Small, brownish, 1CT Diamonds from Kelsey Lake, Colorado


Diamonds have a hardness of 10 and a specific gravity of 3.5. The first known use of their name is by Manlius in 16AD and then again by Pliny in 100AD, according to Mindat, the Greek “adamas” for ‘invincible’. According to Wikipedia, “The name diamond is derived from Ancient Greek: ἀδάμας (adámas), ‘proper, unalterable, unbreakable, untamed’… Ancient Greek: δαμάω (damáō), ‘to overpower, tame’.”

Also from Wikipeida, “Diamonds are thought to have been first recognized and mined in India, where significant alluvial deposits of the stone could be found many centuries ago along the rivers Penner, Krishna, and Godavari. Diamonds have been known in India for at least 3,000 years but most likely 6,000 years.”

While Diamonds today have a complicated history and convoluted economic value, made further complicated by the Ukraine-Russia conflict, you can be sure that these Diamonds do not benefit any foreign country or entity and are the real deal – straight from Colorado!

Other than the locality from which these came, there are an additional 21 known recorded localities within Colorado alone, and around 132 in the US. Globally, there’s nearly 1,000 known localities recorded on every continent. So, no matter where you are, be sure to keep an eye out for an indestructible rock like these!

Being 100% Carbon and having been once Graphite that’s since been compressed and heated beyond comprehension, these are now an expensive and perfect sample and representation for Carbon. In addition to Coal and Graphite, Diamonds are the most well-known natural representation of Carbon, but despite being small, these are definitely the coolest!!

The following is taken from Wikipedia:

The Kelsey Lake Diamond Mine is now a defunct diamond mine in Colorado. It is located in the State Line Kimberlite District, near the Wyoming border, and consists of nine kimberlite volcanic pipes, of which two were open pit mined. At the time it was operating, it was the United States’ only modern diamond mine, and only the second commercial diamond mining operation in North America.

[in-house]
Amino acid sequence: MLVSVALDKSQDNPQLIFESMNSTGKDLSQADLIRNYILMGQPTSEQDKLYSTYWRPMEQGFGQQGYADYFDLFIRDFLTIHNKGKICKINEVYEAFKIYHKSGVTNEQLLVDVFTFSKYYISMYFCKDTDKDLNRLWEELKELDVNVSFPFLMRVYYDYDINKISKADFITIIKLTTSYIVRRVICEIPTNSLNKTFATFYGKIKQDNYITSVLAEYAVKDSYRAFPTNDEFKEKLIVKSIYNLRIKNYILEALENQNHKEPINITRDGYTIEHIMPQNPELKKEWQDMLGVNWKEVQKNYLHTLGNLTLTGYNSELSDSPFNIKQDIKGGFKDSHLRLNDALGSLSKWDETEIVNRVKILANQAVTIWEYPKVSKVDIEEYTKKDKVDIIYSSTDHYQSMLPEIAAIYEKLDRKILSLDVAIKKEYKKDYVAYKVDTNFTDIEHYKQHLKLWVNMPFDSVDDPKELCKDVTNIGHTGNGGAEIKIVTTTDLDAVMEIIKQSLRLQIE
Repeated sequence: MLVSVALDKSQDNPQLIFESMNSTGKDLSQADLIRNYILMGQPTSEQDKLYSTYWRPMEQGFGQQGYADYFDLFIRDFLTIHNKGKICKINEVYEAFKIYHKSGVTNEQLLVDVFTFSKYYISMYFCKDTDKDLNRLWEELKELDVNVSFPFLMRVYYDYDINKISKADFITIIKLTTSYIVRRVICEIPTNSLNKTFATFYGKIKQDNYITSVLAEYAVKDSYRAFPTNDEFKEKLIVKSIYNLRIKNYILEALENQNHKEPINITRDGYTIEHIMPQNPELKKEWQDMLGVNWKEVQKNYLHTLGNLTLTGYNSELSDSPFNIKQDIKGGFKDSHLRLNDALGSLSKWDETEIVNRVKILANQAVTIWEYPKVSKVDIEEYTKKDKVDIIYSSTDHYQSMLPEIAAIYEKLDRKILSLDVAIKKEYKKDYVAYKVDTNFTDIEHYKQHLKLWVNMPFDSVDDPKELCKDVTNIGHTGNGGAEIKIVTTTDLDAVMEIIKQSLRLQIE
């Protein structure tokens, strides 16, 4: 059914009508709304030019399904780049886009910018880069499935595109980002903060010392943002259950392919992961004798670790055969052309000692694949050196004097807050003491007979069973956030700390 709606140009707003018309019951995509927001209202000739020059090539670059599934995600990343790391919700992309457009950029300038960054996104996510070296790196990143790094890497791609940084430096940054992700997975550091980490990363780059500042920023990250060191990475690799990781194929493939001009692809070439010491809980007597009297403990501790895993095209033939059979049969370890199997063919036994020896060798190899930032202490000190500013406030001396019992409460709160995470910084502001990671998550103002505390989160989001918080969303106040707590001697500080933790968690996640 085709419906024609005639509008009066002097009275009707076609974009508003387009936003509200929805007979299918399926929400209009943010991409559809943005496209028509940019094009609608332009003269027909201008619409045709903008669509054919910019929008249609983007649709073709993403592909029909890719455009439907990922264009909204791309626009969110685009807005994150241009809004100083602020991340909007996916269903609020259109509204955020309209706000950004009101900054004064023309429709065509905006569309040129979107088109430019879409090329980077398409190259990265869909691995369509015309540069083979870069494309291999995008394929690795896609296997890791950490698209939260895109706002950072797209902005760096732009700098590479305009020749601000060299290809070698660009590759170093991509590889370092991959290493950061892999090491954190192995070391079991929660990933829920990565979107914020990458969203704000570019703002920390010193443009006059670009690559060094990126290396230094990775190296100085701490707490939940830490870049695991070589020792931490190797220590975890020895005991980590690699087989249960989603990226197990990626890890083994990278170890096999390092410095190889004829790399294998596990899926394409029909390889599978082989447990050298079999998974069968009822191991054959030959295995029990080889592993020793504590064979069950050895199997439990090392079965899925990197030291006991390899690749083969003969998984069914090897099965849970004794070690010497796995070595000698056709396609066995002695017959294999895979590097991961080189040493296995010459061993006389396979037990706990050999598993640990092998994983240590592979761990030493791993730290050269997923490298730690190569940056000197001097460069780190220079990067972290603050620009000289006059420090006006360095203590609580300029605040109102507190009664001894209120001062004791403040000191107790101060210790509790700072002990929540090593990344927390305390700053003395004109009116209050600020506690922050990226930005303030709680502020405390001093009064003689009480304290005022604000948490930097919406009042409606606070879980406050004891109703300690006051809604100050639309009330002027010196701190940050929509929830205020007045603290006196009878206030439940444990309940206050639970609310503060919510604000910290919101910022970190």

Ever since diamonds had first been found in the State Line Kimberlite District in ’76, interest had been high in locating a viable commercial mining operation. Geologist Howard Coopersmith headed the Diamond Company L.N. which explored the feasibility of mining diamonds at the Kelsey Lake site. In’ 95 Australian firm Redaurum acquired controlling interest in Diamond Co. and proceeded to lease mining rights for the land around Kelsey Lake. Commercial output started in ’96. After mining and selling approximately 200 carats worth of diamonds, Redaurum was sued by Union Pacific who had originally sold the land in 1896 but claimed that it held on to the mineral rights. The two parties settled the lawsuit but in ’97 Redaurum decided to liquidate its diamond properties to concentrate on exploration.

The mine was operated sporadically until the operation was acquired by McKenzie Bay International Ltd. in ’00, then the mine ceased operations in ’01, and the site was fully reclaimed by ’06.

Of the nine volcanic pipes found, three were reported to contain diamonds, and two were mined. These two pipes are each approximately 10.5 acres in area, are at least 350 feet deep, and are situated 0.5 mi apart. Bulk sampling during exploration in ’90 and ’91 recovered grades of 3.4 to 4.5 cts per hundred tons for diamonds larger than 2 millimetres (0.079 in). Of the diamonds recovered, 50-65% were gem quality, and 25-30% of those were 1 ct or larger.

While Redaurum ran the operation, the mine ran at half-capacity and produced almost 12,000 carats in ’96 and 9,000 carats in ’97. When McKenzie Bay first acquired the mine, they estimated that each of the two pipes being mined had about 340,000 carats worth of gems and could be profitably mined for about 10 years. The previous owners had a marketing agreement with local Denver diamond dealers to sell them Kelsey Lake diamonds for $115 per carat. If production had risen to the expected levels of 60,000 carats per year, McKenzie Bay expected to make $6.9 million annually. However, with the rising prices of vanadium McKenzie Bay shifted their focus away from Kelsey Lake and began mine reclamation procedures in 2003.

In ’94, a 14.2-ct, gem-quality white diamond was recovered, at the time it was the sixth-largest diamond ever found in North America and was described as “almost flawless”, estimated to be worth $250,000. Then, in ’96, the largest diamond found at the mine was discovered. Named the “Colorado Diamond,” the 28.3-ct yellow stone was then the fifth-largest diamond found in North America. That gem was cut and polished by legendary New York diamond cutter Bill Goldberg which yielded a 5.39-ct faceted stone that sold for $87,500.

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